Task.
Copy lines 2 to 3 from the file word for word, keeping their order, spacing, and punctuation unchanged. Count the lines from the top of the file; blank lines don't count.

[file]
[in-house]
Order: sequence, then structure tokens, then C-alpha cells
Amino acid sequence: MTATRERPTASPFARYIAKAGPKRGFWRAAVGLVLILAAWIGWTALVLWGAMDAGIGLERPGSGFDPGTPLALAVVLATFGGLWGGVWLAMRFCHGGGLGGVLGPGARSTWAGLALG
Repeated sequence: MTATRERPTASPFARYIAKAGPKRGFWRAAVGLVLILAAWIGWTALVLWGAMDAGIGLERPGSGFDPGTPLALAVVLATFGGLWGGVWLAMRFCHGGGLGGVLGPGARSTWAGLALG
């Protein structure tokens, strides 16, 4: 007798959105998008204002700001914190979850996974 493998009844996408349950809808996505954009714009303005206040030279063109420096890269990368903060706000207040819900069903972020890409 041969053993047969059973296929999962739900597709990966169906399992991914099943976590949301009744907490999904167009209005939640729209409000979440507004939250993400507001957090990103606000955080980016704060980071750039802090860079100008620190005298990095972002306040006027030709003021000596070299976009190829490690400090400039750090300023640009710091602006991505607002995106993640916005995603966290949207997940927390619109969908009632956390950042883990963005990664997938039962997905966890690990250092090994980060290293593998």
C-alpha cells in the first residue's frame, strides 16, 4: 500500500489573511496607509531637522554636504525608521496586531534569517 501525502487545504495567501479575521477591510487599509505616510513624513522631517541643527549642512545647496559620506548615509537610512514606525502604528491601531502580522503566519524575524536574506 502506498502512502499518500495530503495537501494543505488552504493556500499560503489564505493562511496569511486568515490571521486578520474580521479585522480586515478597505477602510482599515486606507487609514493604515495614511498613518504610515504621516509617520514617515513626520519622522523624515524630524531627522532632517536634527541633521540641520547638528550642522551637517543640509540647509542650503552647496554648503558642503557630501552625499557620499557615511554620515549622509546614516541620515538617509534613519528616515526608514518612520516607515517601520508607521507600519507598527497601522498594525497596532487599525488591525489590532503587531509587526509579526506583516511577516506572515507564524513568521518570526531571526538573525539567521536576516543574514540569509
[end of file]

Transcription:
Order: sequence, then structure tokens, then C-alpha cells
Amino acid sequence: MTATRERPTASPFARYIAKAGPKRGFWRAAVGLVLILAAWIGWTALVLWGAMDAGIGLERPGSGFDPGTPLALAVVLATFGGLWGGVWLAMRFCHGGGLGGVLGPGARSTWAGLALG